Heavy spending was targeted towards infrastructure, including new schools, and defence, while funds were also allocated to ease the impact of global inflation on New Zealanders.

The highlight was billions of New Zealand dollars in new funding for the country’s health system, which will, among other things, see more funding for drugs and infrastructure.

“As the pandemic subsides, other challenges both long-term and more immediate, have come to the fore. This Budget responds to those challenges,” Prime Minister Jacinda Ardern said in a statement.

“COVID-19, climate change and the war in Ukraine have taught us we need to build a more secure economy that protects New Zealand households from the external shocks we know are coming,” she added. Ardern was not at the release of the budget as she currently has COVID.

THE BOOKS

The government predicted a budget deficit of NZ$18.978 billion ($11.97 billion) for 2021/22, narrower than a deficit of NZ$20.844 billion forecast in a half-year fiscal update in December. However, the government now expects the budget to surplus in 2024/25, a year later that previously forecast.

Net debt under an old method of calculation was forecast to peak at 41.2% of gross domestic product (GDP) in 2023/24, compared with the December forecast for a peak in 2022/23 at 40.1% of GDP.

Under a new calculation method, introduced to bring the measure more in line with international norms, net debt for 2022/23 will be 31.8% of GDP.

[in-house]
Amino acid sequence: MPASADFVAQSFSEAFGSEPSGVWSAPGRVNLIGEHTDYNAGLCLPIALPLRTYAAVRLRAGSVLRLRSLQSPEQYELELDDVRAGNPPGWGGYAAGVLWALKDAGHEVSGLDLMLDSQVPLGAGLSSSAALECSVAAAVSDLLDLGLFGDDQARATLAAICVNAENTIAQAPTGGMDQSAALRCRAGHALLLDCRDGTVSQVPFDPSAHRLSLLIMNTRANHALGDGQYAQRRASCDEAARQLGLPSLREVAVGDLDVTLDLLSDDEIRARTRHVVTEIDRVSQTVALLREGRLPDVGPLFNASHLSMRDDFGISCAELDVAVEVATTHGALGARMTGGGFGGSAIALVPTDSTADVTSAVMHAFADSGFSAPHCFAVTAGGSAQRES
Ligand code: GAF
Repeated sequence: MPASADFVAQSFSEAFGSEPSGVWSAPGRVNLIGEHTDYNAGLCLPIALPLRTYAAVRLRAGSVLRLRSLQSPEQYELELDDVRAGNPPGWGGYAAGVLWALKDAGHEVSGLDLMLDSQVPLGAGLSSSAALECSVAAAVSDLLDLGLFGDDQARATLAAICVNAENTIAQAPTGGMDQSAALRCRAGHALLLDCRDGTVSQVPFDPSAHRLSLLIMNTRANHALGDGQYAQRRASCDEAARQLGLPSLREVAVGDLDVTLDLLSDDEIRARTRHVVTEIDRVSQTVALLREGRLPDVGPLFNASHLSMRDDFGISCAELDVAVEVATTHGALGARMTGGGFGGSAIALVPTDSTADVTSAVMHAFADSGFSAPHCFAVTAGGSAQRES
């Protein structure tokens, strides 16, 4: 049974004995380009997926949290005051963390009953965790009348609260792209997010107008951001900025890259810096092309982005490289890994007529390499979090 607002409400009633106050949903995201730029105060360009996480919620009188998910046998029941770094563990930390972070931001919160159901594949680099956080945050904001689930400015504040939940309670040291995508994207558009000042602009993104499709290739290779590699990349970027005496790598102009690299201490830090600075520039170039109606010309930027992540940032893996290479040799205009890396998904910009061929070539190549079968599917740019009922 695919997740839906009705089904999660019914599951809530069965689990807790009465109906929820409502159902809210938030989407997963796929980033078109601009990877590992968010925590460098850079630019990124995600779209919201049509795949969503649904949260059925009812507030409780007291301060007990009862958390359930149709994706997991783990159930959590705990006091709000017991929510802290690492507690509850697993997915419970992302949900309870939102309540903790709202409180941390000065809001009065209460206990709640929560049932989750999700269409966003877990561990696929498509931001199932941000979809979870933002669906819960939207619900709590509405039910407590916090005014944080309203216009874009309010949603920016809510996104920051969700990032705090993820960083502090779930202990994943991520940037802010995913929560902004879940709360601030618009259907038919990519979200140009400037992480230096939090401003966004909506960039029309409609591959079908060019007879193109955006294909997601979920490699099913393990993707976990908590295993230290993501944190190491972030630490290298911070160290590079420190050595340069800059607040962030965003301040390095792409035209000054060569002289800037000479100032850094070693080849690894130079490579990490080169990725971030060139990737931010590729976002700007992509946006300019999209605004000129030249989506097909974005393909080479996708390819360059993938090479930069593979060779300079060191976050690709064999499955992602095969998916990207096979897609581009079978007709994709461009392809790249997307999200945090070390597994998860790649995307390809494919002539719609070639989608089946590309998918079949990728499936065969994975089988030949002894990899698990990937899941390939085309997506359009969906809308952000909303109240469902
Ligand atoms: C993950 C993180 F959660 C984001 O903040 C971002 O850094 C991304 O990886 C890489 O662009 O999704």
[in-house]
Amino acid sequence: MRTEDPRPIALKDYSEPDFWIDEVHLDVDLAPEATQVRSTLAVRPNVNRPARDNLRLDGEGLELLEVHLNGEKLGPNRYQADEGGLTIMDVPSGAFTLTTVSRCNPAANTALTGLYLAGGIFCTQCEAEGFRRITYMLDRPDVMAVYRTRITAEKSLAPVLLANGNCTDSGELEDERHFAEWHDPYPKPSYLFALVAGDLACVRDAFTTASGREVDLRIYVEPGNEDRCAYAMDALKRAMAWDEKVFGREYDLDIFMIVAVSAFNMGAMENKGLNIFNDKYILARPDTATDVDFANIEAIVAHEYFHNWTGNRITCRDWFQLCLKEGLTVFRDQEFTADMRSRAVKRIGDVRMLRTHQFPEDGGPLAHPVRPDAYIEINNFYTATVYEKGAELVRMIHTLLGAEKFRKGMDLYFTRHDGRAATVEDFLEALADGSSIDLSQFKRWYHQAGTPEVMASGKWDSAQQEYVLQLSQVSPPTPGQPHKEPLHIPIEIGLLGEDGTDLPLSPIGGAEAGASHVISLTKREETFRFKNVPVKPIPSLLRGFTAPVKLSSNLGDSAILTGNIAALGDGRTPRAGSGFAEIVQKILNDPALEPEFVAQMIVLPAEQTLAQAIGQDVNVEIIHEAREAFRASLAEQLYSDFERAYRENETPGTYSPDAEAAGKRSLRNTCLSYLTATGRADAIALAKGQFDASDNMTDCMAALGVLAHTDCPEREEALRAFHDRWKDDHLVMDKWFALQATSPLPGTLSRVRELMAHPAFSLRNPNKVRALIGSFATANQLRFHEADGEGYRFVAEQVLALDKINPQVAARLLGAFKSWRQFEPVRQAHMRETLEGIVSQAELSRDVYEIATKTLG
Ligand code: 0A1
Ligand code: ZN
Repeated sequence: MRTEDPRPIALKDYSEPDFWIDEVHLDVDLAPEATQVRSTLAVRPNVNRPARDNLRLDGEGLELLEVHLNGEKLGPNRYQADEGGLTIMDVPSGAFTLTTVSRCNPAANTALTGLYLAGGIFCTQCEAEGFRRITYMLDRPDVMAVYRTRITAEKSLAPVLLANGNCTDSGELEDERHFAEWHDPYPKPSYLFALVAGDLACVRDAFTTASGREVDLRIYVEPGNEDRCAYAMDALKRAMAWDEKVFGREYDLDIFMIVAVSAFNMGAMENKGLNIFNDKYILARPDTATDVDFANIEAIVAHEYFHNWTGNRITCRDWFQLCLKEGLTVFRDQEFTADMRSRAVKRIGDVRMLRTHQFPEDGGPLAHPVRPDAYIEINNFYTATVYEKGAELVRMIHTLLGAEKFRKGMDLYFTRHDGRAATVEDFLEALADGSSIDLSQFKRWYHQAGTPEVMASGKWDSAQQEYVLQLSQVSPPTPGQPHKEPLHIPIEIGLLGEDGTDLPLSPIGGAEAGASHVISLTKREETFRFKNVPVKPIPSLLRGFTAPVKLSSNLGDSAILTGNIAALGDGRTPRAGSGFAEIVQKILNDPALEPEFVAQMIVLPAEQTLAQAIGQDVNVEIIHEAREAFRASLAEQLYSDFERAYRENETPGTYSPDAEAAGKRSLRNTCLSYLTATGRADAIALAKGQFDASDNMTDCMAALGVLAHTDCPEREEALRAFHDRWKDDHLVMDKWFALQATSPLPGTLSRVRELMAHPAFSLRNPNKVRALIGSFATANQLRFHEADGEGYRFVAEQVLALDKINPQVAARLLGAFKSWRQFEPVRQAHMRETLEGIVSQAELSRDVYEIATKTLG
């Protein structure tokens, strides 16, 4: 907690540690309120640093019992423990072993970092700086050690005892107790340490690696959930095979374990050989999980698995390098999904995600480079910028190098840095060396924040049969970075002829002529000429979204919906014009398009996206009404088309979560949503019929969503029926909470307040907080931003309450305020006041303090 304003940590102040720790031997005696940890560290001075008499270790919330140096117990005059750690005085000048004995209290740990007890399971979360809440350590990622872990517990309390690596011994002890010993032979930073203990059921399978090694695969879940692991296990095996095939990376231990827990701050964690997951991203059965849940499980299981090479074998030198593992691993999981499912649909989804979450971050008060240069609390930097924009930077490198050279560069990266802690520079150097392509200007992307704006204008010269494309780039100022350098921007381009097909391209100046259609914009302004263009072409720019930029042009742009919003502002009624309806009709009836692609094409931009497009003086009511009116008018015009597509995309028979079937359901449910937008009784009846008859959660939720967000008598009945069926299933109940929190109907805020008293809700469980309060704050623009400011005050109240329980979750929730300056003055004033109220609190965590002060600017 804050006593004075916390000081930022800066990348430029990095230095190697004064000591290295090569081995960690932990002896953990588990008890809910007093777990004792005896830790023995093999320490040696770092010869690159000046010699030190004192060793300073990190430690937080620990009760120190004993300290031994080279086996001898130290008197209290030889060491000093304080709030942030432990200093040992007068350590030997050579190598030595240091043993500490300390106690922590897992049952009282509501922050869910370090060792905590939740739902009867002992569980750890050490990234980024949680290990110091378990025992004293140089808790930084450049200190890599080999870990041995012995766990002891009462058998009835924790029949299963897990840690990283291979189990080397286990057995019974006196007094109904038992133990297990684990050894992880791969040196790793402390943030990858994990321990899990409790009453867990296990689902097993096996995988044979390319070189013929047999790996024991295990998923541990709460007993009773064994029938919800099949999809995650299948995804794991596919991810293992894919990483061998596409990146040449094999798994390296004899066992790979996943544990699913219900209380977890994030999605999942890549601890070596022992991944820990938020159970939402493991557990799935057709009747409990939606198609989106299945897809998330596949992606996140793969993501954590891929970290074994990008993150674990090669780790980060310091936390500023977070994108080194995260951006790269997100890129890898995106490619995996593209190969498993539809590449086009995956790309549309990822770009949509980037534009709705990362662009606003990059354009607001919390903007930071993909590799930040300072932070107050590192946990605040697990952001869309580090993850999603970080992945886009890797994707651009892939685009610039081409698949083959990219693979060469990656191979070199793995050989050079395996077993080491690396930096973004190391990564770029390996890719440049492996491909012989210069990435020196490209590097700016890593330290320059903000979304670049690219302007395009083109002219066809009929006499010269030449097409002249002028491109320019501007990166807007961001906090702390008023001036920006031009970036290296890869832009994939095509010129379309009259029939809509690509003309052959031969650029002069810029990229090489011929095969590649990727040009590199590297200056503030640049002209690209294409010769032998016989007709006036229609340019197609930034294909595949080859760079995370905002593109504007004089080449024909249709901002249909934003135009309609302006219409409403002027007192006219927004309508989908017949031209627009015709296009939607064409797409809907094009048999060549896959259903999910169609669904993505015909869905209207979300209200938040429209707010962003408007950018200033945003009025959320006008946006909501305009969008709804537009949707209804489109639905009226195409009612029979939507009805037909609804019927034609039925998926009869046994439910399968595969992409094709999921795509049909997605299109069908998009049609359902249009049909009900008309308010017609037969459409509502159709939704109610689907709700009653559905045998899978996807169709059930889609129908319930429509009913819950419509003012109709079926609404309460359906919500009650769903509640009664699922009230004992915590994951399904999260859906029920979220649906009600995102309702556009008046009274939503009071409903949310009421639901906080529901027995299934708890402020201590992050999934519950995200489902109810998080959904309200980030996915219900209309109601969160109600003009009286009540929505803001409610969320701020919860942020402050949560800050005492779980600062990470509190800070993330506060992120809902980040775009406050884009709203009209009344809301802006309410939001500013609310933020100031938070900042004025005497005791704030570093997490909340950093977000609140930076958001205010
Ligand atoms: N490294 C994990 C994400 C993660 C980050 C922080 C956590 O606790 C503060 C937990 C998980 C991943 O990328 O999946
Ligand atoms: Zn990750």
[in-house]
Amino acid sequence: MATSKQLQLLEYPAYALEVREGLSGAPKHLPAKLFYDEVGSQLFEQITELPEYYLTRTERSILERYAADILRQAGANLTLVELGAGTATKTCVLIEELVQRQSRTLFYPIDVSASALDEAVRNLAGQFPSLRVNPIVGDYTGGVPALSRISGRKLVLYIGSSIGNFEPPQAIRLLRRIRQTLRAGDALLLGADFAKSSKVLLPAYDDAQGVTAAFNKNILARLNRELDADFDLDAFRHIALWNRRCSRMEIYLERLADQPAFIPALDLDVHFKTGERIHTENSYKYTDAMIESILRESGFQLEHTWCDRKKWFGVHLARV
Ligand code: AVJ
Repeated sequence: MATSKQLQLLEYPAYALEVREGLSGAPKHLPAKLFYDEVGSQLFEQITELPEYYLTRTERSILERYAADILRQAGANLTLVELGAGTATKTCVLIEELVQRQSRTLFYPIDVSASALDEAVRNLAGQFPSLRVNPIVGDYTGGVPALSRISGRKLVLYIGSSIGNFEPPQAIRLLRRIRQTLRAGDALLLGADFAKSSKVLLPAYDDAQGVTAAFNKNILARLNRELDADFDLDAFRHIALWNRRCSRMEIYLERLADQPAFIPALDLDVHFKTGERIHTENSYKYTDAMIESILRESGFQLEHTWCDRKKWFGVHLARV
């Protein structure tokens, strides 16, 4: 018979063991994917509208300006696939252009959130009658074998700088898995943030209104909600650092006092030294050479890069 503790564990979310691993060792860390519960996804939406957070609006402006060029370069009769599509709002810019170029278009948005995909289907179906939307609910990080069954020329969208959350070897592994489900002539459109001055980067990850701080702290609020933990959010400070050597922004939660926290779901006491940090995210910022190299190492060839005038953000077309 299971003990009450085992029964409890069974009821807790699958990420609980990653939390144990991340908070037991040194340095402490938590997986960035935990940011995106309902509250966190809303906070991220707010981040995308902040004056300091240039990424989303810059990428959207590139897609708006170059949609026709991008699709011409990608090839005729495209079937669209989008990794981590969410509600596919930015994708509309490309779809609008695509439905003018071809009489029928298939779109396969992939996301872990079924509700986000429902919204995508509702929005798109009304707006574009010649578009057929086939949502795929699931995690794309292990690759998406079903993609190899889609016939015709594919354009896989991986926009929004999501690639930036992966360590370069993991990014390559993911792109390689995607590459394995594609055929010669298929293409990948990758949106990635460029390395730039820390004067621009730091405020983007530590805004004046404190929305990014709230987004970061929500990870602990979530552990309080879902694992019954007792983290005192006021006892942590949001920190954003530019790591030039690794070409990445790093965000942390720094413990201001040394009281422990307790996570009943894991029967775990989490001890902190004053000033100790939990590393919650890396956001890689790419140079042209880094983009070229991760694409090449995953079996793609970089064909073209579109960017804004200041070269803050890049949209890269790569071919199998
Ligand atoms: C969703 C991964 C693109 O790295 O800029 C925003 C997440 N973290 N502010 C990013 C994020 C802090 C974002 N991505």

INFLATION

With New Zealand facing its fastest inflation in three decades, the government moved to provide support for households. It has extended subsidies on petrol and public transport and will extend supplementary payments to middle-income families not already receiving support.

“While we know the current storm will pass, it’s important we do what we can to take the hard edges of it,” said Ardern.

Along with the funding, Robertson announced new legislation that would remove land covenants that currently allow existing supermarkets to prevent competitors from building nearby. It is hoped this will make the sector – currently dominated by two companies – more competitive.

SECURITY

Defence spending will rise over the next five years. Government documents show the defence establishment will spend NZ$5.9 billion on new equipment in the five years beginning 2021/22, up more than 40% on an earlier outlook.

Minister of Defence Peeni Henare said in a statement that the defence force would receive an additional NZ$662.5 million to maintain existing defence capabilities and more money to boost salaries of lower-paid staff in the defence force.